For students seeking their perfect major, here’s a couple suggestions
Students enter university often feeling scared, nervous, overwhelmed or any combination thereof. Here are some majors to take the edge off.
Natural resources management
For students who aren’t sure about their future but know they like the outdoors, natural resources management might offer some insight into the future.
Because the field is interdisciplinary, students choose from one of seven major tracks within the school: biotic resources science, physical/earth resources science, sustainability, pollution control, social sciences, environmental communication or natural resources economics.
Shawn DeKeyser, the natural resources management program leader, said that “you can find something that fits” because of how interdisciplinary the program is.
For beginning students especially, the beginning courses in the program are all interdisciplinary in an effort to get students on the right track early.
This is also because the program believes that every student needs to have diverse experience for their future career. To ensure this, they also encourage summer jobs and internships in the field.
North Dakota State’s natural resources management program is unique as it is one of very few undergraduate programs in the field in the upper Midwest.
Some courses that students could expect to take if they do choose to pursue a major within the natural resources management program include watershed management, ecology courses and geographic systems management, among others.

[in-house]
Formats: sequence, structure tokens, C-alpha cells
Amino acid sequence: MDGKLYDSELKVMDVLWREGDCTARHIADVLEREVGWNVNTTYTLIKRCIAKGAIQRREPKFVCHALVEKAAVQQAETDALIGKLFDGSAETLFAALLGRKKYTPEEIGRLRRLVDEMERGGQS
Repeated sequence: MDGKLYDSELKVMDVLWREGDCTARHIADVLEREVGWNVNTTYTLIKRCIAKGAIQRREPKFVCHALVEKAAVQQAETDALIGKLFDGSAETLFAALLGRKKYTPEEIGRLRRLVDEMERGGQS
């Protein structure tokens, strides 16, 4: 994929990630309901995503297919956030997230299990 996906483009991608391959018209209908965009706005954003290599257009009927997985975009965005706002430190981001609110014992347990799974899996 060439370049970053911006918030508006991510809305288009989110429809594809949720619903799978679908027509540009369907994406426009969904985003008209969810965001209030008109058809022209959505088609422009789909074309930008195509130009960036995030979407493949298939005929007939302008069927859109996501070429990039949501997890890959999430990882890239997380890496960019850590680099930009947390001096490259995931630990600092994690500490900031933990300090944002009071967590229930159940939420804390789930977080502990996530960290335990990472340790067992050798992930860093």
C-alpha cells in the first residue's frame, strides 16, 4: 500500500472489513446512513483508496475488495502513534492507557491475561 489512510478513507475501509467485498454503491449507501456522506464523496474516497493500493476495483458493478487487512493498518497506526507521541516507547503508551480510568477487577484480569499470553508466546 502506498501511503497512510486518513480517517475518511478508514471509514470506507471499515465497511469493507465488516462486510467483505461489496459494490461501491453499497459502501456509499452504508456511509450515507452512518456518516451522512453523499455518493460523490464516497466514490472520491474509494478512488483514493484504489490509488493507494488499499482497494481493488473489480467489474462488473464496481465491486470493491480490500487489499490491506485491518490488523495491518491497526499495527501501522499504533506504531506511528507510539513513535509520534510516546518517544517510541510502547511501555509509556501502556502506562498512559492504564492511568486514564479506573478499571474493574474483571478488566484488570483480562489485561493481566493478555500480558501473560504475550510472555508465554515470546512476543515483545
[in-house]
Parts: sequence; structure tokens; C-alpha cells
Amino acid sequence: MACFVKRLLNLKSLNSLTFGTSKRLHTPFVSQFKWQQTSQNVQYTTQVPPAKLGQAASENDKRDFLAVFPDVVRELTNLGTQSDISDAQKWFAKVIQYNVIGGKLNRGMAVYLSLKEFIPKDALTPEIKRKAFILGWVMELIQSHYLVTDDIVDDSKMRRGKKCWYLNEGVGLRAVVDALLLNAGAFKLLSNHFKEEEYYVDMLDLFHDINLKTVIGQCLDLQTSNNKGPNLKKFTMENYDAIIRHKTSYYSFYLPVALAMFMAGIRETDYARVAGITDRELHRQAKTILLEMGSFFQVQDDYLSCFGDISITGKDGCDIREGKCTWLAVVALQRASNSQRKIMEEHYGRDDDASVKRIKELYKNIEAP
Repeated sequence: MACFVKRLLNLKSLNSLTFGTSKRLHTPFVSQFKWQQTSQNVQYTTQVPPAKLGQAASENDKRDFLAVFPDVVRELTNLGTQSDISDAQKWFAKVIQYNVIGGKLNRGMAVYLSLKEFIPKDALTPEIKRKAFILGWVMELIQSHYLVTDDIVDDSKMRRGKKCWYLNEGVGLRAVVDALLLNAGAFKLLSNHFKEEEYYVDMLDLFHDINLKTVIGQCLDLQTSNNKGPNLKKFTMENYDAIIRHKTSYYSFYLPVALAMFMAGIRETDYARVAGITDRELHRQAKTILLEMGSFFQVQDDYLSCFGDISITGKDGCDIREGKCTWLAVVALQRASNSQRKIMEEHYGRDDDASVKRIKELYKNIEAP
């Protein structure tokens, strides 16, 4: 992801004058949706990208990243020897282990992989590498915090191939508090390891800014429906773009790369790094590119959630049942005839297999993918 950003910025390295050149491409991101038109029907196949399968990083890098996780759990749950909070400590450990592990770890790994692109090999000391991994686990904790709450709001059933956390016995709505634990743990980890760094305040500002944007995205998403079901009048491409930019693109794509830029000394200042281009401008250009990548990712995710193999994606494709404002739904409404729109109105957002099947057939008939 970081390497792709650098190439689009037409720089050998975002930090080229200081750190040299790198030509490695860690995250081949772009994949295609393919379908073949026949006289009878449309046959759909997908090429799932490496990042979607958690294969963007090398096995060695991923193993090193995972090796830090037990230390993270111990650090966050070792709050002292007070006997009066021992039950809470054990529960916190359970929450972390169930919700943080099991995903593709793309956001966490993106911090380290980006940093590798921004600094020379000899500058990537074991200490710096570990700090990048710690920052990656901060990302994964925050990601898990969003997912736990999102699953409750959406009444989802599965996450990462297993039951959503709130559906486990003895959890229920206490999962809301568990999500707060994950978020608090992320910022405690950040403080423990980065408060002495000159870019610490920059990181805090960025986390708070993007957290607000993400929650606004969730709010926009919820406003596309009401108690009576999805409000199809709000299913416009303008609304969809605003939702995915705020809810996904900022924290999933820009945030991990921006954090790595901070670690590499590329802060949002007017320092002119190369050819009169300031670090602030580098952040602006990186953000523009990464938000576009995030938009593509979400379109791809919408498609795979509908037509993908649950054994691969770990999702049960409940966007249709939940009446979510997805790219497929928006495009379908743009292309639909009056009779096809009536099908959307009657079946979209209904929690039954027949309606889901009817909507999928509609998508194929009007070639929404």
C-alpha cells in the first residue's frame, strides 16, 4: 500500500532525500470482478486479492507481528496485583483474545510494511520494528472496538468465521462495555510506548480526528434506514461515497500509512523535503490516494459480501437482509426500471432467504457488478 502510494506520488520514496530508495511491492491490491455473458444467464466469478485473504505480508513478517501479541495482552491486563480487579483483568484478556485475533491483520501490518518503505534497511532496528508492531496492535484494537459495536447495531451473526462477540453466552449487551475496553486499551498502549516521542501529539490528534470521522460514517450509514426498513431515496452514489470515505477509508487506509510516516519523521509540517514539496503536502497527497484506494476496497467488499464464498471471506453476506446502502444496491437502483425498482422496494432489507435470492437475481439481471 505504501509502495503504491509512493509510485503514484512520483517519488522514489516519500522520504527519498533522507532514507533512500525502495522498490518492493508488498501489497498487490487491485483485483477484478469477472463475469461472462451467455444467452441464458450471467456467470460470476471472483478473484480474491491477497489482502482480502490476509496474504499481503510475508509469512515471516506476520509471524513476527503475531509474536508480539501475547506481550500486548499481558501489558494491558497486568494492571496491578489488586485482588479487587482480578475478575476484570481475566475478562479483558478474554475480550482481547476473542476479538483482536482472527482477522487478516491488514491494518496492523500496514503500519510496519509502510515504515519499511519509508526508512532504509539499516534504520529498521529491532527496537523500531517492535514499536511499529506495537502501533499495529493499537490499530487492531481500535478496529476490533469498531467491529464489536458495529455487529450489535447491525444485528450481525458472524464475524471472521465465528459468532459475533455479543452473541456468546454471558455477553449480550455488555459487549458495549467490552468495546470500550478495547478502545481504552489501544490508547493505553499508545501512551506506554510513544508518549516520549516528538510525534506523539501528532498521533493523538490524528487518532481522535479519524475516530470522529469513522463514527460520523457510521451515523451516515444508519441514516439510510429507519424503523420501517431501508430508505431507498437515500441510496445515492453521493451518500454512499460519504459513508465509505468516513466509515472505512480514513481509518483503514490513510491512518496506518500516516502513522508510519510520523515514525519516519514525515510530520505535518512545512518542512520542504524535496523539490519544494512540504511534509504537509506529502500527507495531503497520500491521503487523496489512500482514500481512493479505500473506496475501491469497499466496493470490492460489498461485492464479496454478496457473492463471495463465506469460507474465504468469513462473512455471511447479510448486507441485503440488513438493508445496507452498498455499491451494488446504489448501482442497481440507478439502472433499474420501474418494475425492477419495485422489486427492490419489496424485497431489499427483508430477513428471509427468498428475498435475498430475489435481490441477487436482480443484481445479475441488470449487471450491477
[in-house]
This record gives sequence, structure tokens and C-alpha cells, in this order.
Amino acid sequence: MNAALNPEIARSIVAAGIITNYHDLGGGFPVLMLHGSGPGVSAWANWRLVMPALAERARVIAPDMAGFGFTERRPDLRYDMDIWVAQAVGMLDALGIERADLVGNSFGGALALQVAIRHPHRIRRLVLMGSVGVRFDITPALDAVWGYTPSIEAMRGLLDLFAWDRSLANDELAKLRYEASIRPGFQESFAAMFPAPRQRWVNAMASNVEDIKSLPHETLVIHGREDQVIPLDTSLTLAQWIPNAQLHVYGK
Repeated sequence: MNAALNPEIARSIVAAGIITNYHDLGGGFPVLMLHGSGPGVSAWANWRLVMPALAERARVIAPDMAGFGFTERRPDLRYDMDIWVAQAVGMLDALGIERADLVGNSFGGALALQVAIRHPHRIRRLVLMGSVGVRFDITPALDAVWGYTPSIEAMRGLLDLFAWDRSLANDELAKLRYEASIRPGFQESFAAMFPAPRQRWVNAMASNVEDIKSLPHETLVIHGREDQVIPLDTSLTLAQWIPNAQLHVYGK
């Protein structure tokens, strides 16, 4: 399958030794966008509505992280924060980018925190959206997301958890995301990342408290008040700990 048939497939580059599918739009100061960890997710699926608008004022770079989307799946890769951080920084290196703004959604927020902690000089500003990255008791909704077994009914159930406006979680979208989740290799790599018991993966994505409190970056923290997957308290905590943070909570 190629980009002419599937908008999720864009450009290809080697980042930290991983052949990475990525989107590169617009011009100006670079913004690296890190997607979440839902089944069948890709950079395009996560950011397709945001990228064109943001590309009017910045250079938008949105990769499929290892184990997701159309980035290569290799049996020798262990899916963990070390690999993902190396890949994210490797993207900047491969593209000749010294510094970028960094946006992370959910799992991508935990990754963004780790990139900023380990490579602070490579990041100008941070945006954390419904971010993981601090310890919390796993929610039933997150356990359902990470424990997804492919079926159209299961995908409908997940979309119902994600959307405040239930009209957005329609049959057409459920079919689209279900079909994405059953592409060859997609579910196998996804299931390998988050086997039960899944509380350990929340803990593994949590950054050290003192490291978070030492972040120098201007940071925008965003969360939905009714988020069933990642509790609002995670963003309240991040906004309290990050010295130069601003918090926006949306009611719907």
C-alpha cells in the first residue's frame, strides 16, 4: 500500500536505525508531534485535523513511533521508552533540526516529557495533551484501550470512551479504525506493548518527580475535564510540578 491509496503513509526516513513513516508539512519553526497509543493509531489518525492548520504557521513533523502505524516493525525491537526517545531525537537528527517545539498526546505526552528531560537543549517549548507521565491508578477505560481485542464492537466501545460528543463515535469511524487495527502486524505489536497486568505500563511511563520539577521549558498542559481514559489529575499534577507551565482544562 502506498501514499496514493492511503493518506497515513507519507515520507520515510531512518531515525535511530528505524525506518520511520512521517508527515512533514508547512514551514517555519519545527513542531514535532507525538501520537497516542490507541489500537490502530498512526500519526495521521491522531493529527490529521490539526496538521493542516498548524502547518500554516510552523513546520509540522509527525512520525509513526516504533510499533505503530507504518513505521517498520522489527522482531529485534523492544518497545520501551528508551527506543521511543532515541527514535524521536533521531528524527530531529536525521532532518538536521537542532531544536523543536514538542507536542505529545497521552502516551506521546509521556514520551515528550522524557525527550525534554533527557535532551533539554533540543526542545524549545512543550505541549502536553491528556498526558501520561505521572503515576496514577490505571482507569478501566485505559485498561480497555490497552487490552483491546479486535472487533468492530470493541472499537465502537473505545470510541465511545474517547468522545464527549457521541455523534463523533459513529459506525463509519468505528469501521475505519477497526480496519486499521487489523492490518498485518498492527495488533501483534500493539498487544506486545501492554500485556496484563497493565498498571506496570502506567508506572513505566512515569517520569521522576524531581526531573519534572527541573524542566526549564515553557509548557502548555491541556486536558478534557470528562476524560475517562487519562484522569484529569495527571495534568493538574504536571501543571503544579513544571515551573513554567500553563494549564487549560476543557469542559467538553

For a capstone project, students go through the step by step process of creating a plan for the United States Fish and Wildlife Service where they can do a variety of things to preserve or improve systems.
“I developed the course years ago,” DeKeyser said, noting that the Wildlife Service takes students’ projects and later applies them to real life happenings.
Much of the major is hands on work, which can include piling into a van to collect soil and water samples to later analyze.
If students are curious about the world around them, the public history major offers new perspectives on what may appear like the same old same old.
Torie Jones, a collections assistant in the Germans and Russians Heritage Collection at the NDSU library and recent public history grad, said that she got into the major because she’s always loved history and “hearing stories to connect to a broader audience.”
As a public history major, students would be responsible for making history available to the public, according to Jones.
However, it’s not all research and museums, although that is part of it. The public history major also allows students to do things like create a documentary, teach and, of course, create museum exhibits.
Jones said the projects students do as their capstone are made available to the public. For her capstone project, Jones made a museum exhibit “that was up for like two years,” she said.
The field began in the 1960s/1970s as a way to manage museums. Today, however, Jones said it prepares people for the diversifying world.
Additionally, Jones highlighted the program’s attention to detail, which gives new perspectives on history and offers hands on programming.
“It’s really shaping my future,” Jones said. “Don’t let the history scare you.”